International studio — 42.1910

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Miss Louise Lyons Heustis

PORTRAIT by louise lyons heustis

10UISE LYONS HEUSTIS—A NOTE
Some examples are shown herewith of
_J the interesting work of Louise Lyons

Heustis, whose portraits attract attention
in current exhibitions. That she can handle color
effectively has been shown in a number of portraits
of men in hunting costume, of which one, repro-
duced herewith, suggests the touch of spontaneity in
her delight in vivid huts. ( )n the other hand, such
a portrait as that of Gibbs Mansfield shows how the
artist can acquit herself in a vigorous use of blacks.

Miss Heustis studied in Paris with Robert Fleury
at Julian's and under Charles Lasar and MacMon-
nies. Following her Paris training came a year's
work in Italy and considerable study in the Na-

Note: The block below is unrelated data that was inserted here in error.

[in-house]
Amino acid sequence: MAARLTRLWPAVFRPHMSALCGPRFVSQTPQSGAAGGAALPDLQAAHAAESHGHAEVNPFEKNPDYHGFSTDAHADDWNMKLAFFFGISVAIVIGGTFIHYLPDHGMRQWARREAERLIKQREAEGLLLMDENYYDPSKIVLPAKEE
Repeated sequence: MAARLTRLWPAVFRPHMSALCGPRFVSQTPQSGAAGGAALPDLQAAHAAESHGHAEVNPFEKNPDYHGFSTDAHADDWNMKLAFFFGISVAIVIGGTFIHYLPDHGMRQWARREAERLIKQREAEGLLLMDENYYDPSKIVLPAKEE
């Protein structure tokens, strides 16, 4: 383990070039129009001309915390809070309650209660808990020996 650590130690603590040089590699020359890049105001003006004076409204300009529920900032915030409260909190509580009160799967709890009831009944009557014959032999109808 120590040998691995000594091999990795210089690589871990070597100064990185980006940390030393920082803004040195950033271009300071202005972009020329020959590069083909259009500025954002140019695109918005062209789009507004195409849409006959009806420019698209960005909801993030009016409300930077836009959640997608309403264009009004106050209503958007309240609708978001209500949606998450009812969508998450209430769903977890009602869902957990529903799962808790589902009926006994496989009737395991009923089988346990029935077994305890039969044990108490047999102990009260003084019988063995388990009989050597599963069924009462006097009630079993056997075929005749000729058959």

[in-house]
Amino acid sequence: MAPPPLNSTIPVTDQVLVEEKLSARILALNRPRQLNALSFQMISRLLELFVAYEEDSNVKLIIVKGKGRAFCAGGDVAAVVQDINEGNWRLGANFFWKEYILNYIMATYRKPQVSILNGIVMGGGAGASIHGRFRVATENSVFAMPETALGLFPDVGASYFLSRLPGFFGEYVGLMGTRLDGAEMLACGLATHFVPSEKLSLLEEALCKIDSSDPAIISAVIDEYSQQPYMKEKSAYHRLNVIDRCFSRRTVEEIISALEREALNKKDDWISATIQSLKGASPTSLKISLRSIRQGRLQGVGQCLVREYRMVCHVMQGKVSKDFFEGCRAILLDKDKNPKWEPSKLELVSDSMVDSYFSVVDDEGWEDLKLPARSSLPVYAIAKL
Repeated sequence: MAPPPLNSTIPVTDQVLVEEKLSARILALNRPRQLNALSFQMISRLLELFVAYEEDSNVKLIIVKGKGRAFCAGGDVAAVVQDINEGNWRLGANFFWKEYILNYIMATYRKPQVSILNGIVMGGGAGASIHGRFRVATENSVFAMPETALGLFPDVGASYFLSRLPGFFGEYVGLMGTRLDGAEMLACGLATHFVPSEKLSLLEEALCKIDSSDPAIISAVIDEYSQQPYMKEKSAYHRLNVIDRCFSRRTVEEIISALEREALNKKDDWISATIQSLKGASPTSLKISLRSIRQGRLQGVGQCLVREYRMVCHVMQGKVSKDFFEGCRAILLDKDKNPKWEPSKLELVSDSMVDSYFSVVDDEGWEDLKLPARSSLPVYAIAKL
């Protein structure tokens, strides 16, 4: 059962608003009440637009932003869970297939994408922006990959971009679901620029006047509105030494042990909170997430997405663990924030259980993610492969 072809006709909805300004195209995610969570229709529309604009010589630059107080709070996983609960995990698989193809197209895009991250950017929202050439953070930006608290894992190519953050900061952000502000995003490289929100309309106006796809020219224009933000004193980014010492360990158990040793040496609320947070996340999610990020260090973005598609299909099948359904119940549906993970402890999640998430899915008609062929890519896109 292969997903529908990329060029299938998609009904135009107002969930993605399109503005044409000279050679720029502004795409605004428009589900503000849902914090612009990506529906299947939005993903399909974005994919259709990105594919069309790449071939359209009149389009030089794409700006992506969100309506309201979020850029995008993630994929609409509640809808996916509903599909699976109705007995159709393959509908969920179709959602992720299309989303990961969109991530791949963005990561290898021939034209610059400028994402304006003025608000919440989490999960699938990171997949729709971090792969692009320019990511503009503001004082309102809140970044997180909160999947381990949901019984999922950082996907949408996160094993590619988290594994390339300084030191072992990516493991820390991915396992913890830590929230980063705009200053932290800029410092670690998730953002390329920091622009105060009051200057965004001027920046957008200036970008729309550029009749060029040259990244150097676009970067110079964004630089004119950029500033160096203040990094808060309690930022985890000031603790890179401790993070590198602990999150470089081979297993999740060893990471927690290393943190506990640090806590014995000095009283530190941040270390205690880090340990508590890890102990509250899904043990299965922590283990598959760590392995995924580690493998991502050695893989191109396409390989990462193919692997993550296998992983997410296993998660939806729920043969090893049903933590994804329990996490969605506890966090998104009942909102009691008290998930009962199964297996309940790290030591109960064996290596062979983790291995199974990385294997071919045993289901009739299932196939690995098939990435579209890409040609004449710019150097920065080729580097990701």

tional Gallery at London, after which Miss Heustis
came to New York and at the Art Students' League
worked under William M. Chase. In Paris she
gave particular promise in composition and in the
Chase class later took prizes in portraiture. Like
so many other painters of the day, she advanced her
technique after laying her academic foundation by

portrait of by louise l. heustis

gibbs mansfield

practical work in illustration. She is a contributor
to the regular exhibitions of ;the National:Academy
of New York, the Pennsylvania Academy of Phila-
delphia and the Art Institute of Chicago, etc.She
is a native of Mobile, Ala.

The death of William Maris, of Holland, re-
moves the youngest of the three brothers. He was
born in 1844 at The Hague. With his elder brother
James and the less-known Matthew he was the sub-
ject of one of the recent extra numbers of this maga-
zine. Unlike his brothers, says Croal Thomson in
this publication,William had no training at an acad-
emy and he trusted greatly to his intuitive love for
his native Netherlands and studied solely through
its charms. In summer he spent all his time in
working out of doors in the fields and in winter in
sheds and stables studying cattle. He took pride in
pointing out that while his two brothers studied first
in Antwerp and afterwards in Paris he was his own
master, after his first brief lessons from his brothers.

A considerable number of Maris pictures are
now owned in I'nited States and Canada.

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